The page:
If you arrived here first at Vitamin D and MS - Part 2, use this link to go back to Part 1.
During the spring and summer months, getting vitamin D is not much of a problem. It's also not a problem if you live in one of the southern states like Florida. But between the months of November and March, there isn't enough ultraviolet radiation in the suns rays to make enough vitamin D for your body to use.
So what do you do during those months when going outside isn't going to help all that much? You could try eating foods that are rich in vitamin D. The list below shows what kinds of foods to add to your diet and how many IU or international units they each have. (One IU of Vitamin D = 0.025 micrograms or mcg.)
If you like fish and mushrooms, you're all set with getting your vitamin D. When we were little, we always took cod liver oil supplements. That's what we did every morning - took a multivitamin and a cod liver oil chewable tablet. Who knows, maybe they helped.
Raw fish, at least not catfish and herring, isn't one of my favorite things, (Cir's either), so we are not getting it from that source. Although we do love sushi from the local health food store now and then. We take cod liver oil, though not as consistently as we should. Our oldest daughter bought us a bottle so we really have no excuse. We eat salmon patties at least three or four times a month. And we just had our first experience with mackerel in a pasta dish with sautéed carrots, tomatoes, and onions. It was very good, I must admit.
The list is pretty short, so if you don't like most of the things on the list, you're in a bit of trouble. You will probably have to take some type of supplements. The supplement cholicalciferol is vitamin D3 and is what you should look for. (Our bottle actually says vitamin D3 - if yours doesn't and just says D, read the label on the back to make sure).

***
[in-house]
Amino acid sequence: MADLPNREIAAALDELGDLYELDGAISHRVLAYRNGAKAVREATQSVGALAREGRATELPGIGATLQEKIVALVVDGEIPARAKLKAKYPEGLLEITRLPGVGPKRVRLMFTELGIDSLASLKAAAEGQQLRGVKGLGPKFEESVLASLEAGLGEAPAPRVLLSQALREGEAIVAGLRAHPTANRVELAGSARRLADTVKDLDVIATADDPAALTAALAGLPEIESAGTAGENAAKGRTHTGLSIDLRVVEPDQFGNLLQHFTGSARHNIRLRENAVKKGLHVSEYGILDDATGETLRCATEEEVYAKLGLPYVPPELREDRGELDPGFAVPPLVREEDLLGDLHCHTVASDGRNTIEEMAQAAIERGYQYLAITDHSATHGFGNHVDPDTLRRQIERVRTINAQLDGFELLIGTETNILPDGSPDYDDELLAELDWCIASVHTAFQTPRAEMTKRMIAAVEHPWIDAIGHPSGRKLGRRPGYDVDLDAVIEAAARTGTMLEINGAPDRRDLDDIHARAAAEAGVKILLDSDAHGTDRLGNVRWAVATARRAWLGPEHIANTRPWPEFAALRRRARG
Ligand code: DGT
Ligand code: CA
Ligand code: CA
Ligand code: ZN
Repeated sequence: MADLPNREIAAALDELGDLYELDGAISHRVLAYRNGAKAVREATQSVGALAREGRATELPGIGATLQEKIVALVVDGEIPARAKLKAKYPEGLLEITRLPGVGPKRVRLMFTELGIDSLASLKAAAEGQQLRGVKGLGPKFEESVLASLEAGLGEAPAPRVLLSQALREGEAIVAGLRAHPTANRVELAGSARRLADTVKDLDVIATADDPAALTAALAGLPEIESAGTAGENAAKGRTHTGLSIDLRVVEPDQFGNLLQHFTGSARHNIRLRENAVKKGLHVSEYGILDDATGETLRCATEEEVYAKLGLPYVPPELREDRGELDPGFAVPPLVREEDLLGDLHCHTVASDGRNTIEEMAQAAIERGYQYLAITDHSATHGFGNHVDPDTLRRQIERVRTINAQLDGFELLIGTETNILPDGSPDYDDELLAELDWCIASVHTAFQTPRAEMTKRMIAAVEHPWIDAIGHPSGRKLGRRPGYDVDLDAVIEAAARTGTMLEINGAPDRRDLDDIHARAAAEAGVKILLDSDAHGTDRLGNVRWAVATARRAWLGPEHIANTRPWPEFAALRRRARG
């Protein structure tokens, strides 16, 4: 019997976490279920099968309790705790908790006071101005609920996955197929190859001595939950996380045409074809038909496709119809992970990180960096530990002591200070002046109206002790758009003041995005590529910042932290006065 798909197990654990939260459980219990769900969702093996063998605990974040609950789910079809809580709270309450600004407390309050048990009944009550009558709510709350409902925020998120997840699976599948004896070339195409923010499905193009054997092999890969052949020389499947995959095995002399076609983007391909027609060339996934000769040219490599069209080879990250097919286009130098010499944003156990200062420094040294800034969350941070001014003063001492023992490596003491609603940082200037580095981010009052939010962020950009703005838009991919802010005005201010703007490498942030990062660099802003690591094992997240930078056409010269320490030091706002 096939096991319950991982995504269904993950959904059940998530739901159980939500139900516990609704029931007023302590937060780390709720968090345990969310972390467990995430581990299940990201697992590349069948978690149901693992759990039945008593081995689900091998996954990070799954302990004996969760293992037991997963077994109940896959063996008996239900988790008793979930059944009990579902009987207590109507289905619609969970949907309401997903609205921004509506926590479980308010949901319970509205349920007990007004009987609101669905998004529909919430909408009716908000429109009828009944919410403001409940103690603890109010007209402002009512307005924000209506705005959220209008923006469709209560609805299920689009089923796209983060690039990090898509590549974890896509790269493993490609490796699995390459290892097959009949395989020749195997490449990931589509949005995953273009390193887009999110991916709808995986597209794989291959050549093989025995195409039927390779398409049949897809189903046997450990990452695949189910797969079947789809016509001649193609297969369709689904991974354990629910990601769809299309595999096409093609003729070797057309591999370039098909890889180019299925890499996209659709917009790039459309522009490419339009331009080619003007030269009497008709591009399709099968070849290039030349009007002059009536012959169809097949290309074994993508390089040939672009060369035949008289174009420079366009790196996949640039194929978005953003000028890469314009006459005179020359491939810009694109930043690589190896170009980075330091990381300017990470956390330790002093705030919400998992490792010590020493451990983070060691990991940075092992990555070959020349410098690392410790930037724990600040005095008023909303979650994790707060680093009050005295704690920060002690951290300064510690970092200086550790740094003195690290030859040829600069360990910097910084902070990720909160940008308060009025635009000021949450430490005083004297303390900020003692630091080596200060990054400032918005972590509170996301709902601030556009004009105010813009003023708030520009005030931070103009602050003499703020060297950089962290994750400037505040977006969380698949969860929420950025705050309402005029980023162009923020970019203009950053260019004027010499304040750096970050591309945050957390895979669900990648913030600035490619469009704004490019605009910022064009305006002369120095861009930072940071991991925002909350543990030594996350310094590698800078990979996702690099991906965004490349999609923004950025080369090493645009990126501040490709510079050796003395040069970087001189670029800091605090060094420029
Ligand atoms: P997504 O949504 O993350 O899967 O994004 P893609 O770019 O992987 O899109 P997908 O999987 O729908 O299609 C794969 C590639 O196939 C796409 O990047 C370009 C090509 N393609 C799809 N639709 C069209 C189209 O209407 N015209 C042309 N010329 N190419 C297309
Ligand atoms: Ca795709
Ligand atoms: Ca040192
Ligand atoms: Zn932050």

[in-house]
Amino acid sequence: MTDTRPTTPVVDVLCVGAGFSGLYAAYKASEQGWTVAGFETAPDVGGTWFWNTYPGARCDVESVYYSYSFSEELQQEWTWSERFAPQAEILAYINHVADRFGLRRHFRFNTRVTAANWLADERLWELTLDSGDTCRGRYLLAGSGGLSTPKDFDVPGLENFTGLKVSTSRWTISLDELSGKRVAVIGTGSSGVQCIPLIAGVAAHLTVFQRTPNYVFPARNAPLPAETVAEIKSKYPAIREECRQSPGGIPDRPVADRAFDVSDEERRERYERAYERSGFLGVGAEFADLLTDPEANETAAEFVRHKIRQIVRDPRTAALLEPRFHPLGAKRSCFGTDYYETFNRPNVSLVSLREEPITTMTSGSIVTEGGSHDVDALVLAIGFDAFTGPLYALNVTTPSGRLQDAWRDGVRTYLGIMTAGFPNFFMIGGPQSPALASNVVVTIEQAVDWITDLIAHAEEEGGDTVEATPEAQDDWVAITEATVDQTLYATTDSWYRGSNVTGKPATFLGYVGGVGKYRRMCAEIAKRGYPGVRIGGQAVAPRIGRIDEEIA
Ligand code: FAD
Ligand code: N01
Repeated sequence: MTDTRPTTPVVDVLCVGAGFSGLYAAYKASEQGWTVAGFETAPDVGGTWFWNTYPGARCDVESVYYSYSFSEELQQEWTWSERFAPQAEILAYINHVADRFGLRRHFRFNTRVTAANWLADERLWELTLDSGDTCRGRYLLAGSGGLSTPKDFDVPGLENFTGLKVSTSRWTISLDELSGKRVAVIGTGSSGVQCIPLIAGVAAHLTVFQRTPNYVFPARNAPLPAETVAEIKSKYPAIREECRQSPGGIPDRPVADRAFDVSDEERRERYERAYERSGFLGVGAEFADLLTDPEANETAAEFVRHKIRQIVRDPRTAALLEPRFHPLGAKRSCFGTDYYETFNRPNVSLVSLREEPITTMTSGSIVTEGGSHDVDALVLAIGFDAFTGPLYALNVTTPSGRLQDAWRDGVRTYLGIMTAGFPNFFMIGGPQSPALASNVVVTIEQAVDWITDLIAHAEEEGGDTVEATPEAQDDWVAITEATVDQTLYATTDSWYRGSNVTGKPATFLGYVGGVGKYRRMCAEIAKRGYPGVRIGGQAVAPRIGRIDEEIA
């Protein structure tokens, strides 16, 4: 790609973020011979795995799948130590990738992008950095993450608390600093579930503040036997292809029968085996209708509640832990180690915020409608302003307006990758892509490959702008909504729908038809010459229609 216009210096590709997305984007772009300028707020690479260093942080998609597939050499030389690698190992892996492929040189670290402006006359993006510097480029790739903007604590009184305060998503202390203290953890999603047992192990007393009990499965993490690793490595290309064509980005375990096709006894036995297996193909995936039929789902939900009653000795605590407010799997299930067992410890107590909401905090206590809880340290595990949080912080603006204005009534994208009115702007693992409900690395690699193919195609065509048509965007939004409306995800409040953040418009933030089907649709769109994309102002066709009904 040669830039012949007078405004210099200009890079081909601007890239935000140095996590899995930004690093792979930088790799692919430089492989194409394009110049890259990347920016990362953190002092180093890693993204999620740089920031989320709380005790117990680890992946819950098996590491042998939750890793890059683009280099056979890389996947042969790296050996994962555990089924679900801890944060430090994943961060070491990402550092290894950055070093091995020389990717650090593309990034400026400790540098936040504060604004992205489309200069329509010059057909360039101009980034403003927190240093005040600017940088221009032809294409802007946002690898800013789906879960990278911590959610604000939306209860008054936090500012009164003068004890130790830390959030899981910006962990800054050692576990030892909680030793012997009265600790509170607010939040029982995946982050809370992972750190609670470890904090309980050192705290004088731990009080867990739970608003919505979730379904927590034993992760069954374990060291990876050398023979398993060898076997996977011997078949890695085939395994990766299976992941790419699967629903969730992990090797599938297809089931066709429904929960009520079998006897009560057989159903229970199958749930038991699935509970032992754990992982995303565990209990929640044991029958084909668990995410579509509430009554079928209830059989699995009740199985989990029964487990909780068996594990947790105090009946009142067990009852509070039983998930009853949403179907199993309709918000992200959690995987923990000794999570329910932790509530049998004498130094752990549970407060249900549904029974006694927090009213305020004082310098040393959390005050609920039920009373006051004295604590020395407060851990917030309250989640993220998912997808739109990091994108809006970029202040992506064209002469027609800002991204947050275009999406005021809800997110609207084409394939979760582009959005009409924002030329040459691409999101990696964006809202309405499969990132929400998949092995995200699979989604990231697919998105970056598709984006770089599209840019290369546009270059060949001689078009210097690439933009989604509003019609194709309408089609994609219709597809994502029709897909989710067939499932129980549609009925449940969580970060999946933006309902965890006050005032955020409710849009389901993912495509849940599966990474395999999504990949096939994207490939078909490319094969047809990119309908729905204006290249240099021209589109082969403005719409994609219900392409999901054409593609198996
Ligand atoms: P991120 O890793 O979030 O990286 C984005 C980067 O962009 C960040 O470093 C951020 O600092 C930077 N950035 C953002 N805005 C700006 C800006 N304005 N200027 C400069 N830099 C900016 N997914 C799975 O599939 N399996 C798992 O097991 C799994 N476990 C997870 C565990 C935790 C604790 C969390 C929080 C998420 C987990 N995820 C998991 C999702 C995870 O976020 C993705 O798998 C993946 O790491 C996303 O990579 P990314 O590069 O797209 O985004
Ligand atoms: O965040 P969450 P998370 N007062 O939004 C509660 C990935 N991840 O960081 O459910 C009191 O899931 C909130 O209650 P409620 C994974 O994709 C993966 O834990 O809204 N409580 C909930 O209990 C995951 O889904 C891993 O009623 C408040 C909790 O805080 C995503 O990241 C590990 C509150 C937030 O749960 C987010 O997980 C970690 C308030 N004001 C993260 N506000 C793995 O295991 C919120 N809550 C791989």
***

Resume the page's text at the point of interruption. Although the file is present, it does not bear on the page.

It's possible to get too much vitamin D, but this is very hard to do. Especially if it's during the winter months and you live in one of the northern states. To be safe, have your doctor check your vitamin levels before you begin taking it. The doctor can tell you how much is the optimum amount for you and your children.
Children's multivitamins usually contain about 200 IU and adult supplements contain about 400 IU. One dose of 100,000 is non-toxic, but you don't need that much. You should only need about 2,000 IU per day.
If you have sarcoidosis, hyperparathyroidism, lymphoma, or TB, too much vitamin D can cause too much calcium to be released into your bloodstream. Consult your doctor if you have any of these conditions.
Do you take any of the prescription or non-prescription "fat blockers". If so, these will also stop the absorption of vitamin D from food. Also, there are several medications that will do the same thing. Talk to your doctor or pharmacist if you are concerned.
Vitamin D and MS. Getting this vitamin in your diet is not difficult to do. Even if you can't get it through your diet, you can try supplements. Talk to your doctor about your children and loved ones to see if they might benefit.
Although the benefits of vitamin D and MS are great, it's not necessary to run out, grab a bottle and take massive doses of this supplement. Most people, with or without MS, don't have adequate amounts stored up. The best way to find out is to have tests done to determine if you have enough.
This can be done by hair analysis tests, which is the most accurate, or blood tests. A hair analysis will let you know if you are deficient in any of the vitamins and minerals your body needs to maintain or gain better health. As I said earlier, the benefits of taking vitamin D for those with MS have been documented over recent years.
Talk to your doctor to see if this is something you should consider. After testing and evaluation, this may become a staple in your alternative medicine cabinet. One that helps you feel better in the long run.
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Cir & Akrista
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